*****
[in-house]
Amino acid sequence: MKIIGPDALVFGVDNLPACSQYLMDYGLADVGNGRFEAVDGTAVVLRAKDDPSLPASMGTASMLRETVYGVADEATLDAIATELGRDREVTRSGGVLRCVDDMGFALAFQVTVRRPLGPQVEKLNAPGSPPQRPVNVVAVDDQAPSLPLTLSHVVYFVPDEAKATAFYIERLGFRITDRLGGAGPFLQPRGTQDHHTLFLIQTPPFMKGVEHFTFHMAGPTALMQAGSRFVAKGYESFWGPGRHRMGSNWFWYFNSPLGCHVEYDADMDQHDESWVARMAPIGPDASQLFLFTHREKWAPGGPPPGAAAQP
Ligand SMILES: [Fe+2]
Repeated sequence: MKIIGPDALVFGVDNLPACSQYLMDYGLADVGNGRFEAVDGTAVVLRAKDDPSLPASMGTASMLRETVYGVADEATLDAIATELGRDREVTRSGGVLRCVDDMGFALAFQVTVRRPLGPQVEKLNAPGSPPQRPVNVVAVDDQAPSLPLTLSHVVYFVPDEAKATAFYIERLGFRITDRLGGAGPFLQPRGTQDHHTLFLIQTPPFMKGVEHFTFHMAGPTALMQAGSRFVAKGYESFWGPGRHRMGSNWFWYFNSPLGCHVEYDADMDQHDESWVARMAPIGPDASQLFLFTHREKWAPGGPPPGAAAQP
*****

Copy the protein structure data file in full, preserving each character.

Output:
[in-house]
Amino acid sequence: MKIIGPDALVFGVDNLPACSQYLMDYGLADVGNGRFEAVDGTAVVLRAKDDPSLPASMGTASMLRETVYGVADEATLDAIATELGRDREVTRSGGVLRCVDDMGFALAFQVTVRRPLGPQVEKLNAPGSPPQRPVNVVAVDDQAPSLPLTLSHVVYFVPDEAKATAFYIERLGFRITDRLGGAGPFLQPRGTQDHHTLFLIQTPPFMKGVEHFTFHMAGPTALMQAGSRFVAKGYESFWGPGRHRMGSNWFWYFNSPLGCHVEYDADMDQHDESWVARMAPIGPDASQLFLFTHREKWAPGGPPPGAAAQP
Ligand SMILES: [Fe+2]
Repeated sequence: MKIIGPDALVFGVDNLPACSQYLMDYGLADVGNGRFEAVDGTAVVLRAKDDPSLPASMGTASMLRETVYGVADEATLDAIATELGRDREVTRSGGVLRCVDDMGFALAFQVTVRRPLGPQVEKLNAPGSPPQRPVNVVAVDDQAPSLPLTLSHVVYFVPDEAKATAFYIERLGFRITDRLGGAGPFLQPRGTQDHHTLFLIQTPPFMKGVEHFTFHMAGPTALMQAGSRFVAKGYESFWGPGRHRMGSNWFWYFNSPLGCHVEYDADMDQHDESWVARMAPIGPDASQLFLFTHREKWAPGGPPPGAAAQP